“I’m a Bush and proud of it,” Jeb Bush has taken to saying during speeches.
The appearance comes just a week after the family’s matriarch, former First Lady Barbara Bush, hit the campaign trail in New Hampshire with her son and appeared in two joint national interviews.
The campaign confirmed to NBC News that the brothers will appear together in North Charleston, S.C. Monday night.
For months the former president’s role had been only behind closed doors, raising money and courting support. But he recently appeared in a television ad produced by the super PAC backing his brother’s campaign and a radio ad produced by the campaign.
The candidate’s older brother is also playing a more prominent role in Jeb Bush’s stump speech beyond simply gushing with pride for his lineage. The candidate likes to say he’s seen presidencies “done right” by having a close view to his dad and brother and has begun using an anecdote about the need to be prepared and steady in the Oval Office for when unexpected tragedy arises - chiefly events like the September 11th attacks.
“You want someone there who has a steady hand, who has a backbone and knows how to lead, who can comfort people when they feel scared - who can do kinda like my brother did after 9/11,” he said. “The question is who do you want to sit behind the big desk.”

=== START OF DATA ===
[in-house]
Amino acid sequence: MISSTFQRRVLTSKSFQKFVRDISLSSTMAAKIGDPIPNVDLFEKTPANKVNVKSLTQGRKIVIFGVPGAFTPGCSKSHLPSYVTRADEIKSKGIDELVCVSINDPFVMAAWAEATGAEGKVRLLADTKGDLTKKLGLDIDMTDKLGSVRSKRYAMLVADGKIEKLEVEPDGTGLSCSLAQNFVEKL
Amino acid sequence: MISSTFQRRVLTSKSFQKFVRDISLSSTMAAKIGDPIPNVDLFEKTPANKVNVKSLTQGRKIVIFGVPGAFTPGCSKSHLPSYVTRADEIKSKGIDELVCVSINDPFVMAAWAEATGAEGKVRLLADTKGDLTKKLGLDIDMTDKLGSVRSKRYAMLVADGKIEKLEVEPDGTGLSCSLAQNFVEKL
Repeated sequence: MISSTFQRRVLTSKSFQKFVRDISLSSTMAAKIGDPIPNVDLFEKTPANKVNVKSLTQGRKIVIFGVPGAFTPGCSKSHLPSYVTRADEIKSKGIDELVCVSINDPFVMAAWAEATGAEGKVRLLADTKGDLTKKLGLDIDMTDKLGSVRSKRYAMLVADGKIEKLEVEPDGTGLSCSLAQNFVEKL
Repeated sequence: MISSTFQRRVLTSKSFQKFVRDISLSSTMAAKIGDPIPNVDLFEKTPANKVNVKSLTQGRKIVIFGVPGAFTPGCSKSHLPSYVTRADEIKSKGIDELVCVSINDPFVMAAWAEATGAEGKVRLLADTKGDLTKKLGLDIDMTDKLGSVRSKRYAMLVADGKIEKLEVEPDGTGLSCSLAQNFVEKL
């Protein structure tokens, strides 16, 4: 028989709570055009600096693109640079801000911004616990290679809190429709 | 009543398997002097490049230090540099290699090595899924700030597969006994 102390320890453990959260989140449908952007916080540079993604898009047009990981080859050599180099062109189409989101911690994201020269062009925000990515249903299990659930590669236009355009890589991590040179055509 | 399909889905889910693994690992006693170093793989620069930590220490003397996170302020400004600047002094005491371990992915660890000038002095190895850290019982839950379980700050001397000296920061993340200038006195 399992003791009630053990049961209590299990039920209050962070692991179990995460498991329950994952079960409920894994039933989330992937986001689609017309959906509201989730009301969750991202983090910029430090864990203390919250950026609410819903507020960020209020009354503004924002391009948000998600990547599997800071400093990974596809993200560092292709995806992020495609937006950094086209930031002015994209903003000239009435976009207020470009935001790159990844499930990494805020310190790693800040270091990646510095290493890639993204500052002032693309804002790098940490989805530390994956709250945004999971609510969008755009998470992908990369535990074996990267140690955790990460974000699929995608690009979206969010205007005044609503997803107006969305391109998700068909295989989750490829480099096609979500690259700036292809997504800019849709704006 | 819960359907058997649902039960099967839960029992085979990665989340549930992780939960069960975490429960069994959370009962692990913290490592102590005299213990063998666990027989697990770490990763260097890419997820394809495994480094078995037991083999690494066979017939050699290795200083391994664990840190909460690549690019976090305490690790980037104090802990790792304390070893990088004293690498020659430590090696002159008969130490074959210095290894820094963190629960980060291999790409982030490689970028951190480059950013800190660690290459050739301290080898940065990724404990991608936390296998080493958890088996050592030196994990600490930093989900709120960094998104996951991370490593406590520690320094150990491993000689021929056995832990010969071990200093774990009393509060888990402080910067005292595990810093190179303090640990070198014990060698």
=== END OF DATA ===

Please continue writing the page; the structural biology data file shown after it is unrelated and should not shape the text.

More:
Bush’s campaign has also sent fundraising emails under George W.’s name and raffled off autographed baseballs.
In the radio ad that began airing this week in South Carolina, the former president says, “We live in troubled times with the military deployed around the world. We need a strong leader with experience, ideas and resolve.”
“There’s no doubt in my mind that Jeb Bush will be a great commander-in-chief for our military,” he vouches.
The candidate frequently says his brother is the most popular Republican in the country and voters at events ask about the Bush family on a daily basis, despite some concern over Jeb being the third Bush to occupy the White House.
Monday’s appearance marks George W’s first foray back into public campaigning since leaving the White House in 2009.
This article first appeared on NBCNews.com.